Though Gurren Lagann is a celebration of the mecha genre, it also subverts some of its tropes and archetypes. Even if the show isn’t shy about glorifying hot-blooded manliness, the story does acknowledge the dangers of reckless stupidity and emotional constipation. Likewise, the show does fall to overly sexualizing its main female character, but as the show progresses, Yoko Littner is given more importance and agency, becoming as strong a character as Simon or Kamina, even if the fanservice and the stereotyping never really stops. 

What It Brings to the Conversation

There are many clear influences in Gurren Lagann, but one of the most obvious one is the show that forever changed mecha anime, and anime in general: Neon Genesis Evangelion. It many ways, Gurren Lagann can be described as the spiritual antithesis to Evangelion, with their approach to the giant robot genre being nearly the exact opposite. 

Where Evangelion is deeply introspective and is interested in deconstructing the genre — like with a shy protagonist with low self-esteem and a terrible family — Gurren Lagann takes the genre at face value and celebrates the inherent absurdity of the idea of giant fighting robots by adding a bit of slapstick. There is no deep exploration of inner thoughts and feelings, but every character shouts their every thought out loud, and they move and emote in a cartoonish manner. This is best exemplified by Gurren Lagann‘s protagonist: Simon. Simon is raised without a real family, but has a caring father/brother figure, female friends and potential romantic partners without emotional baggage, and reacts to trauma and adversity by swallowing his grief, summoning courage, and piercing the heavens with a giant drill. 

That being said, Gurren Lagann is not afraid to engage in serious themes. Early on, the show introduces a devastating death that forever changes the characters, and this grief carries on with each episode, and themes of governance and the sacrifices of the few to save the many becomes a big part of the show later on. Gurren Lagann isn’t interested in having you sit for hours after you finish the show thinking about your mental health or about existentialism, but it is interested in exploring outward themes at a bigger scale to complement its core theme of willing yourself to succeed in spite of adversity.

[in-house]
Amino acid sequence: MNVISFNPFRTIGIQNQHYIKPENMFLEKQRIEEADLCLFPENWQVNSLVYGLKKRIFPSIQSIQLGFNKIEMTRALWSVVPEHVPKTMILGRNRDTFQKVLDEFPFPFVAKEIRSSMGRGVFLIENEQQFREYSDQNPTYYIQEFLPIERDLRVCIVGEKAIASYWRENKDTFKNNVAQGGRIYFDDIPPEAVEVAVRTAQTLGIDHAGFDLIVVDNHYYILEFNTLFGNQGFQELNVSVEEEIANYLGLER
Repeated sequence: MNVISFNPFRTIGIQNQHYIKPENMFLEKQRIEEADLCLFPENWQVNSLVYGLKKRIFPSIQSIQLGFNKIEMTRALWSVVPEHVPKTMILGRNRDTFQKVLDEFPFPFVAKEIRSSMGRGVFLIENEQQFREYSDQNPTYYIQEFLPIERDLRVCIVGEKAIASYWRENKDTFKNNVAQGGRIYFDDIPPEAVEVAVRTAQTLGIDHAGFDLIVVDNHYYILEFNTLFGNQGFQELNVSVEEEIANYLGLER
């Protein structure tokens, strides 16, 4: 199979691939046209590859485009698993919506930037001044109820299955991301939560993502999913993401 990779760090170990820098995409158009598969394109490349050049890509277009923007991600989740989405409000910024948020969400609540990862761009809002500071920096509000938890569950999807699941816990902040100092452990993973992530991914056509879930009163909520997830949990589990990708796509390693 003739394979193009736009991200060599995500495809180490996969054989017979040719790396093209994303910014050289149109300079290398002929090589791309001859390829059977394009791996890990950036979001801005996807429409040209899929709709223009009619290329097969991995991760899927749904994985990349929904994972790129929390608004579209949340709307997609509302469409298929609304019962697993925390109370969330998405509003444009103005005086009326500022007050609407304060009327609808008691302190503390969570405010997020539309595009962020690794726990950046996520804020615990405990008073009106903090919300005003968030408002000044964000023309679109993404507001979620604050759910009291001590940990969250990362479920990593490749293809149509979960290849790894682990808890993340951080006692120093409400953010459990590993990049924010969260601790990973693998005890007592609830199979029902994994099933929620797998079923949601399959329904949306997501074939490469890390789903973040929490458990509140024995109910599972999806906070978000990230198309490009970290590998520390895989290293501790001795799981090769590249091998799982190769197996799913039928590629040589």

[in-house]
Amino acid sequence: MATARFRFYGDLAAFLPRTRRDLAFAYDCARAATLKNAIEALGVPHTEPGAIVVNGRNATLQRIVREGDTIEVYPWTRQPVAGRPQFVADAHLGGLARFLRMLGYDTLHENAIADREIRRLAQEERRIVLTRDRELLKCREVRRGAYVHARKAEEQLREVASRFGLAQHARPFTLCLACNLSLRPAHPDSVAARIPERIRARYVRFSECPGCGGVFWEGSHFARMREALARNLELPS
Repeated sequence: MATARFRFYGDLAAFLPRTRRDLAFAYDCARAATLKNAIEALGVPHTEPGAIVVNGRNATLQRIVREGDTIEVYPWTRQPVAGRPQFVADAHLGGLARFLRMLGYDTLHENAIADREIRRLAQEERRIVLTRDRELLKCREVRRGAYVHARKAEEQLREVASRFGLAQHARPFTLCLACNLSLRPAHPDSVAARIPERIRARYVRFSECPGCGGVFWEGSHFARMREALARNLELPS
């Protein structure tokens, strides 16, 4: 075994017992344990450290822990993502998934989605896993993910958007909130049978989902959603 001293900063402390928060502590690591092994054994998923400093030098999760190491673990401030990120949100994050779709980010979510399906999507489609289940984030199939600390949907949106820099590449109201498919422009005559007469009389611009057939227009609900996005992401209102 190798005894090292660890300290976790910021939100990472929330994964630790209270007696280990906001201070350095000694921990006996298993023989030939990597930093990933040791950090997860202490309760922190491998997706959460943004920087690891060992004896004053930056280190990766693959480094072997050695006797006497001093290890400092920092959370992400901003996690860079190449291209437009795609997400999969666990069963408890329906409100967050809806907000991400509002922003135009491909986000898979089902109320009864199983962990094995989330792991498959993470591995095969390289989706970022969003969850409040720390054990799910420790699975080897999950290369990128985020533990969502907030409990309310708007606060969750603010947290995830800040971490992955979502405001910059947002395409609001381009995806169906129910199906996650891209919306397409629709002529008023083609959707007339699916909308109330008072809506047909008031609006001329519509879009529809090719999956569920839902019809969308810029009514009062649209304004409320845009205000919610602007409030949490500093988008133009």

Why Non-Anime Fans Should Check It Out

Do you want the feeling of sitting by the TV, eating cereal in your pajamas, and watching something instantly transport you to another world and inspiring your imagination with endless possibilities? A show that not only pokes fun at perhaps the most iconic genre in anime, but celebrates everything that makes it iconic?

Gurren Lagann may not be the best mecha anime, and it may not even be the most newby-friendly giant robot anime, but it definitely shows what makes the genre so epic and beloved. If you’ve never watched a mecha anime before, wouldn’t you want the genre to make such a ridiculously grand entrance?

Watch This If You Like: One Punch Man, Mobile Suit Gundam, Dragon Ball, Attack on Titan

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Gurren Lagann is now streaming on Hulu and Netflix.